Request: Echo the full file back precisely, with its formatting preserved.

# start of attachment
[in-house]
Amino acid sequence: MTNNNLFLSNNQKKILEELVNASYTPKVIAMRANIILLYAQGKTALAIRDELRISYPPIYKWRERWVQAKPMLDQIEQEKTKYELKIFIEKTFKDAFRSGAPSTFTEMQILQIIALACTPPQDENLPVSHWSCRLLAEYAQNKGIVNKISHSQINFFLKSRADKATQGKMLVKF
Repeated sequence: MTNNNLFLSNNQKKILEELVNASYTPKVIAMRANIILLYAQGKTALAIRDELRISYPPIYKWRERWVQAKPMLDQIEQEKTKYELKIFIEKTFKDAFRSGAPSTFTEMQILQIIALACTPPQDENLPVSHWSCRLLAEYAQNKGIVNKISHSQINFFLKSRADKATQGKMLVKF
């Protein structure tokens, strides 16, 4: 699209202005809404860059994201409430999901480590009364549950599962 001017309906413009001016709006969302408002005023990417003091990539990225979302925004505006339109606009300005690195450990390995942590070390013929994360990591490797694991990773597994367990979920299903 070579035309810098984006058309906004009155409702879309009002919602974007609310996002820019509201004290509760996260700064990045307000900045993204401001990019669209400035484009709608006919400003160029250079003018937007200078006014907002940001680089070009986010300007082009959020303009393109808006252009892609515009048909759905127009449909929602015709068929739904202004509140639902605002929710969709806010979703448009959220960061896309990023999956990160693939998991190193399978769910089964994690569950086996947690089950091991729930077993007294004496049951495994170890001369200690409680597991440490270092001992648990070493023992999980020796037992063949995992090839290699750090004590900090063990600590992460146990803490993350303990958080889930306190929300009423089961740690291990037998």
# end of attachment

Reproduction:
[in-house]
Amino acid sequence: MTNNNLFLSNNQKKILEELVNASYTPKVIAMRANIILLYAQGKTALAIRDELRISYPPIYKWRERWVQAKPMLDQIEQEKTKYELKIFIEKTFKDAFRSGAPSTFTEMQILQIIALACTPPQDENLPVSHWSCRLLAEYAQNKGIVNKISHSQINFFLKSRADKATQGKMLVKF
Repeated sequence: MTNNNLFLSNNQKKILEELVNASYTPKVIAMRANIILLYAQGKTALAIRDELRISYPPIYKWRERWVQAKPMLDQIEQEKTKYELKIFIEKTFKDAFRSGAPSTFTEMQILQIIALACTPPQDENLPVSHWSCRLLAEYAQNKGIVNKISHSQINFFLKSRADKATQGKMLVKF
């Protein structure tokens, strides 16, 4: 699209202005809404860059994201409430999901480590009364549950599962 001017309906413009001016709006969302408002005023990417003091990539990225979302925004505006339109606009300005690195450990390995942590070390013929994360990591490797694991990773597994367990979920299903 070579035309810098984006058309906004009155409702879309009002919602974007609310996002820019509201004290509760996260700064990045307000900045993204401001990019669209400035484009709608006919400003160029250079003018937007200078006014907002940001680089070009986010300007082009959020303009393109808006252009892609515009048909759905127009449909929602015709068929739904202004509140639902605002929710969709806010979703448009959220960061896309990023999956990160693939998991190193399978769910089964994690569950086996947690089950091991729930077993007294004496049951495994170890001369200690409680597991440490270092001992648990070493023992999980020796037992063949995992090839290699750090004590900090063990600590992460146990803490993350303990958080889930306190929300009423089961740690291990037998």